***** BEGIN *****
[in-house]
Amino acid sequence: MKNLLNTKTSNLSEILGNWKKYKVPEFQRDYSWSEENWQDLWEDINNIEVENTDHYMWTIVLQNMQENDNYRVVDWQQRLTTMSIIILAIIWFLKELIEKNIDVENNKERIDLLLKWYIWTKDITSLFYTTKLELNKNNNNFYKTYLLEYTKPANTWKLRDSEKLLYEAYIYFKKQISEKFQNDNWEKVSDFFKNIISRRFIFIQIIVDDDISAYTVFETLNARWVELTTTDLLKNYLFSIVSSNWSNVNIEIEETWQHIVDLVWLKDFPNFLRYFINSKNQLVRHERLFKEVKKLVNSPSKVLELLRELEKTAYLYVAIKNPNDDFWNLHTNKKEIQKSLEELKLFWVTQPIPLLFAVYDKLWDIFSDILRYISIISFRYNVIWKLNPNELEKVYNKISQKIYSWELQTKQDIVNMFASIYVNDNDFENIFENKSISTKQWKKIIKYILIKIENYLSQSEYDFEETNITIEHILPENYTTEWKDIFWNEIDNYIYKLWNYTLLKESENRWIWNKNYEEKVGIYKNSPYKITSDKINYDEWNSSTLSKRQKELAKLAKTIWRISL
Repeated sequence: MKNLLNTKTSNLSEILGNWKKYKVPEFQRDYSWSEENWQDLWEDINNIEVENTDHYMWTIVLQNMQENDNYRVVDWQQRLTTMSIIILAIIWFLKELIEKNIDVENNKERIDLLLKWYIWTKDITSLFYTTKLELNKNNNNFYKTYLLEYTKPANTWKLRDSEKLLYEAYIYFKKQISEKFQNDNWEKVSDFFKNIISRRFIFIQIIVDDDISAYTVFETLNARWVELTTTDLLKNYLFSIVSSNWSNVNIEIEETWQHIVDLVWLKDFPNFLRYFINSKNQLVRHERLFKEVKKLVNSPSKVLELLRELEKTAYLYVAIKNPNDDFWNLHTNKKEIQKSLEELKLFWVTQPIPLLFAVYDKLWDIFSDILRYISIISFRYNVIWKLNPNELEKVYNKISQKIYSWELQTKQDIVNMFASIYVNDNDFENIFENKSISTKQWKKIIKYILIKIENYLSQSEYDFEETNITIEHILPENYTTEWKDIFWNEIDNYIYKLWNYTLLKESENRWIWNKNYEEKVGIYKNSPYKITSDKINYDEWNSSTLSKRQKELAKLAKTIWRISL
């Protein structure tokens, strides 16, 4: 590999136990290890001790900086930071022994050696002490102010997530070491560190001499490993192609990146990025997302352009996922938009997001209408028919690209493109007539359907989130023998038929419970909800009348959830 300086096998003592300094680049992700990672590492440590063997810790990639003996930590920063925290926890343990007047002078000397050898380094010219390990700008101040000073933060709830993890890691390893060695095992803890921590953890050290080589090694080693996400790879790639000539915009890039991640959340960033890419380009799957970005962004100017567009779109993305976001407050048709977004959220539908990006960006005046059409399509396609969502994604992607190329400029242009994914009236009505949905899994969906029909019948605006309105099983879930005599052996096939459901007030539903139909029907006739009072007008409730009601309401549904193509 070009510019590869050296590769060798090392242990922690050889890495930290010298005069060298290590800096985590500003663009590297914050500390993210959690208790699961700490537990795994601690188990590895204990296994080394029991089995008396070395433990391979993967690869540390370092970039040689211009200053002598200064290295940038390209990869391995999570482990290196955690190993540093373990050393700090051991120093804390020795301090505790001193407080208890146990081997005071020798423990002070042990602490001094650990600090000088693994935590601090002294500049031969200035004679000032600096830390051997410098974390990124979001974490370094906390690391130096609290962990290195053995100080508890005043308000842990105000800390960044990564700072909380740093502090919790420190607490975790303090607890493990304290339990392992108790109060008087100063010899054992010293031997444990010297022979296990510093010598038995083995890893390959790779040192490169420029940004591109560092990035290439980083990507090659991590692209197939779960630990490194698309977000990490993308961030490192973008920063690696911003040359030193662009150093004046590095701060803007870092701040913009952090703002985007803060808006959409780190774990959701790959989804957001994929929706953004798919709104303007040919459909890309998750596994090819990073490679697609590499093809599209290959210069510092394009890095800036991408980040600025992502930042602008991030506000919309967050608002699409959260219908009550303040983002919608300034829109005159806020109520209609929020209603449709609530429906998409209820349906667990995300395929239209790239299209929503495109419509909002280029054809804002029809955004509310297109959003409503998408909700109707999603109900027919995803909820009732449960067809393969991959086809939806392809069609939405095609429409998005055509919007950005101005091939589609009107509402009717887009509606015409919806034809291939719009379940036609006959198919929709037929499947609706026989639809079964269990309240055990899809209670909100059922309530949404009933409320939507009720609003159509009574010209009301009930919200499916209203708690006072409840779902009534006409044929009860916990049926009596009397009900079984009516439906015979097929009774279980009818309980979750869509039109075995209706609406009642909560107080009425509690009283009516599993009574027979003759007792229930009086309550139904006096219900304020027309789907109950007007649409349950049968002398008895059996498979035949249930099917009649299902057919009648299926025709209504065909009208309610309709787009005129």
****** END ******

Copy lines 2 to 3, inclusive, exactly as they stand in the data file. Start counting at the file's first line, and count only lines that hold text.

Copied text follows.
Amino acid sequence: MKNLLNTKTSNLSEILGNWKKYKVPEFQRDYSWSEENWQDLWEDINNIEVENTDHYMWTIVLQNMQENDNYRVVDWQQRLTTMSIIILAIIWFLKELIEKNIDVENNKERIDLLLKWYIWTKDITSLFYTTKLELNKNNNNFYKTYLLEYTKPANTWKLRDSEKLLYEAYIYFKKQISEKFQNDNWEKVSDFFKNIISRRFIFIQIIVDDDISAYTVFETLNARWVELTTTDLLKNYLFSIVSSNWSNVNIEIEETWQHIVDLVWLKDFPNFLRYFINSKNQLVRHERLFKEVKKLVNSPSKVLELLRELEKTAYLYVAIKNPNDDFWNLHTNKKEIQKSLEELKLFWVTQPIPLLFAVYDKLWDIFSDILRYISIISFRYNVIWKLNPNELEKVYNKISQKIYSWELQTKQDIVNMFASIYVNDNDFENIFENKSISTKQWKKIIKYILIKIENYLSQSEYDFEETNITIEHILPENYTTEWKDIFWNEIDNYIYKLWNYTLLKESENRWIWNKNYEEKVGIYKNSPYKITSDKINYDEWNSSTLSKRQKELAKLAKTIWRISL
Repeated sequence: MKNLLNTKTSNLSEILGNWKKYKVPEFQRDYSWSEENWQDLWEDINNIEVENTDHYMWTIVLQNMQENDNYRVVDWQQRLTTMSIIILAIIWFLKELIEKNIDVENNKERIDLLLKWYIWTKDITSLFYTTKLELNKNNNNFYKTYLLEYTKPANTWKLRDSEKLLYEAYIYFKKQISEKFQNDNWEKVSDFFKNIISRRFIFIQIIVDDDISAYTVFETLNARWVELTTTDLLKNYLFSIVSSNWSNVNIEIEETWQHIVDLVWLKDFPNFLRYFINSKNQLVRHERLFKEVKKLVNSPSKVLELLRELEKTAYLYVAIKNPNDDFWNLHTNKKEIQKSLEELKLFWVTQPIPLLFAVYDKLWDIFSDILRYISIISFRYNVIWKLNPNELEKVYNKISQKIYSWELQTKQDIVNMFASIYVNDNDFENIFENKSISTKQWKKIIKYILIKIENYLSQSEYDFEETNITIEHILPENYTTEWKDIFWNEIDNYIYKLWNYTLLKESENRWIWNKNYEEKVGIYKNSPYKITSDKINYDEWNSSTLSKRQKELAKLAKTIWRISL